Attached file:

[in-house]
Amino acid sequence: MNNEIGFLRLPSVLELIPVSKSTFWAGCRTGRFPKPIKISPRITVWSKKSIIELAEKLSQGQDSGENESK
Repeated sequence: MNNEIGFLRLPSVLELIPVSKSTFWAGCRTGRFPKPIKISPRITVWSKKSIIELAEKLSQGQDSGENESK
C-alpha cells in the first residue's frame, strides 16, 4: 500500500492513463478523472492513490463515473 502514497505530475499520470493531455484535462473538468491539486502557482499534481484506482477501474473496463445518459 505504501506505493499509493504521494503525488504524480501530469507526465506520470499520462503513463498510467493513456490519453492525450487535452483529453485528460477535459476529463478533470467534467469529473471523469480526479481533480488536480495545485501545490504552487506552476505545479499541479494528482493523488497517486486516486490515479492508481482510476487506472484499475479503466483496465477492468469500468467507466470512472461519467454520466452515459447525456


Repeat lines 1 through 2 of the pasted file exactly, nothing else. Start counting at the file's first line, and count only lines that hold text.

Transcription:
[in-house]
Amino acid sequence: MNNEIGFLRLPSVLELIPVSKSTFWAGCRTGRFPKPIKISPRITVWSKKSIIELAEKLSQGQDSGENESK